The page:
Within a post-growth economy, human connection and relationships are the focal point instead of profit maximization and wealth accumulation. The focus on people over profits is already present in other systems like the caring economy, in which labor that is traditionally unpaid — such as a parent watching over their kids — are supported by the government. Forms of caring economies are currently in practice in Nordic countries like Norway and Sweden, where the government supports child care programs, paid parental leave and funding for families who care for children or the elderly.

A caring economy would also value emotional labor, a term first coined in 1983 by sociologist Arlie Hochschild that identifies the pervasiveness with which people become the human sponge that, whether consciously or unconsciously, takes into account and absorbs other people’s needs and emotions. Emotional labor is often unpaid, unrecognized work that disproportionately impacts women. A recent study by the United Nations showed that women “do 2.6 times the amount of unpaid work that men do.”

On an episode of the podcast WorkLife, Penn State University psychologist Alicia Grandey described emotional labor with the following analogy:

“It’s kind of like when you get a gift and you don’t really like it, and you have to still smile and act nice because otherwise your Aunt Bernadette would be offended. But you have to do that all day long. Not only that, but it’s explicitly part of your job. It’s tied to your wages and outcomes, and if you don’t do it, there are consequences — like you could lose your job, or you could get in trouble. And it’s with strangers, for the most part.”

Maclurcan said economies that fail to center human relationships will always run into trouble.

“There’s so much value that already happens in a human-centered economic system,” he said. “It’s just that that system is not valued within the lens of capitalism.”

“Post-capitalism says, ‘What’s good about capitalism that we want to take forward? And what’s bad that we want to leave behind?’” Maclurcan said. “The good piece is that the fundamentals of the market economy, we think, are really valuable. The bad piece is you have a profit-maximizing system.”

Maclurcan added that post-capitalism is about considering how the economy can evolve and leave behind the flaws of capitalism.

“Capitalism will never work in the long run, for the economy, for the people or for the planet,” he said. “But a post-capitalist system can still draw on good aspects within capitalism.”

Arnold said she sees capitalism evolving into an intimate economy that embraces the ways people care for each other, where scarcity and competition are not already woven into the system.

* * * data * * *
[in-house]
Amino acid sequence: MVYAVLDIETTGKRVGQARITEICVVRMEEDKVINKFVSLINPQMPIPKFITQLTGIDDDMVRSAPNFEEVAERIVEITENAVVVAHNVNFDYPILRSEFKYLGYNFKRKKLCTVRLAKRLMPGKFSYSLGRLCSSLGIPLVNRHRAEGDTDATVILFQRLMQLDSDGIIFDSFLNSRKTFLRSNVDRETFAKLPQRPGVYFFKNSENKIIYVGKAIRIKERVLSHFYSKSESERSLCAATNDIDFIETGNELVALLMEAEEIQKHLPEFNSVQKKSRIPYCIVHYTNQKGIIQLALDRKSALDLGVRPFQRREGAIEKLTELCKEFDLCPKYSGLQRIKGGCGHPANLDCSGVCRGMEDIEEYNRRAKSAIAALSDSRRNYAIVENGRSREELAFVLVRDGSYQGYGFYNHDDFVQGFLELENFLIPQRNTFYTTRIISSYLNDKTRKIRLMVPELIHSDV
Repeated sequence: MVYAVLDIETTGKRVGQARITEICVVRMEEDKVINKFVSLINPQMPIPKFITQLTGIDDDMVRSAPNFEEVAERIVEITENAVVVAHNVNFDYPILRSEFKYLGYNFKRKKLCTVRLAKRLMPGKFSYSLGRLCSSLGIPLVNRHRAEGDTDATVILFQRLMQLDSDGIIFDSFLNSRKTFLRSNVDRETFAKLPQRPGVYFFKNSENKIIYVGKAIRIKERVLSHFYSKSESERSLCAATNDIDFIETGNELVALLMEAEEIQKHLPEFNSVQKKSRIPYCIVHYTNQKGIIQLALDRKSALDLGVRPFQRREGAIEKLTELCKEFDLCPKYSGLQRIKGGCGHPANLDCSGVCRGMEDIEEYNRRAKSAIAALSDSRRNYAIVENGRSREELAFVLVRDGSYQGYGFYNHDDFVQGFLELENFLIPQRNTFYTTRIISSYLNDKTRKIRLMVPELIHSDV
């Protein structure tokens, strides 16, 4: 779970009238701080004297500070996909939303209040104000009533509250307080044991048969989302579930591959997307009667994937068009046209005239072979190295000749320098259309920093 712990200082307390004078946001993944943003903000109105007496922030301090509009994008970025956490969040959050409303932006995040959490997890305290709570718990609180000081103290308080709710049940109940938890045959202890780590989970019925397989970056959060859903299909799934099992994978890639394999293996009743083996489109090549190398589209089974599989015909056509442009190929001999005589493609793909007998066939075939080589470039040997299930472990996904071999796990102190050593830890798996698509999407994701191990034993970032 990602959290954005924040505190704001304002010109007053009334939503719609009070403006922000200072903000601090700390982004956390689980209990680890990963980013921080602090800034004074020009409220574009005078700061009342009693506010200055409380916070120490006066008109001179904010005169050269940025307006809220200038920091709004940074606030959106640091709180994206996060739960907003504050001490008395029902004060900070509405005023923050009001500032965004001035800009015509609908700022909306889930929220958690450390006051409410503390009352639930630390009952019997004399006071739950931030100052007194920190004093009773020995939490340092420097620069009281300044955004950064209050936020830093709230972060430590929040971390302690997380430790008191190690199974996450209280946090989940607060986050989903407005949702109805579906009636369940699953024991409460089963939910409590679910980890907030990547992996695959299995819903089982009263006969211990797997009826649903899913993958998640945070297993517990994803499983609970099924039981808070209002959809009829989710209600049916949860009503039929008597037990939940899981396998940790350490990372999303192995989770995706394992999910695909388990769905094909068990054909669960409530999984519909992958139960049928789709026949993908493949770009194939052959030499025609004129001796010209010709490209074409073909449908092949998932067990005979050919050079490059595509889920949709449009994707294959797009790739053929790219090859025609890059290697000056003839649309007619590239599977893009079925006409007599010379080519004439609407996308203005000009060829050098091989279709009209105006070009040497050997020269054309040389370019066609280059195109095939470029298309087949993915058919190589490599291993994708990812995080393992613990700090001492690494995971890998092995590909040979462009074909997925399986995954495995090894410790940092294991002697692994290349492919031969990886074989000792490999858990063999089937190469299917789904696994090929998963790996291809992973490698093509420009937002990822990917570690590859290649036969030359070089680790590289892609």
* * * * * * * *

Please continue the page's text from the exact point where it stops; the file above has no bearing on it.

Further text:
“I see the economy as this: as a place where people come together to care for one another, where we can have our needs met through the market and we can also share our gifts,” she said.

In a post-capitalist system, the not-for-profit business model would become the norm — credit unions would replace banks and local co-ops would replace grocery store chains. Arnold said not-for-profits can empower communities by creating a more prosperous local economy where profits are not hoarded by a small wealthy minority.

“A not-for-profit entity recycles their profits back into serving the people,” she said.

At its core, the Post Growth Institute believes that capitalism, as it stands, is a fundamentally unsustainable system that will have to change. And it’s not alone: a growing number of millennials share similar sentiments.

Arnold said that with the constant degradation of the environment caused by capitalism and the hunger for profit, it’s clear that business cannot continue as usual.

“With such great wealth inequality,” she said, “it’s basically a really unhealthy system.”

Celisa Calacal is a journalist from Los Angeles. She is a writing fellow for the Independent Media Institute and a news intern with KCUR in Kansas City. She graduated with a degree in journalism from Ithaca College, where she worked as an editor and reporter for the Ithacan. Her writing has appeared in ThinkProgress, AlterNet, and Salon. Follow Celisa on Twitter @celisa_mia.

By Celisa Calacal

Celisa Calacal is a freelance journalist based in Kansas City, Missouri. She is a writing fellow for the Independent Media Institute. She graduated with a degree in journalism from Ithaca College, where she worked as an editor and reporter for the Ithacan. Her writing has appeared in the Nation, ThinkProgress, AlterNet, and Salon. Follow her on Twitter @celisa_mia

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Donnie Maclurcan Independent Media Institute Student Loan Debt Wealth Inequality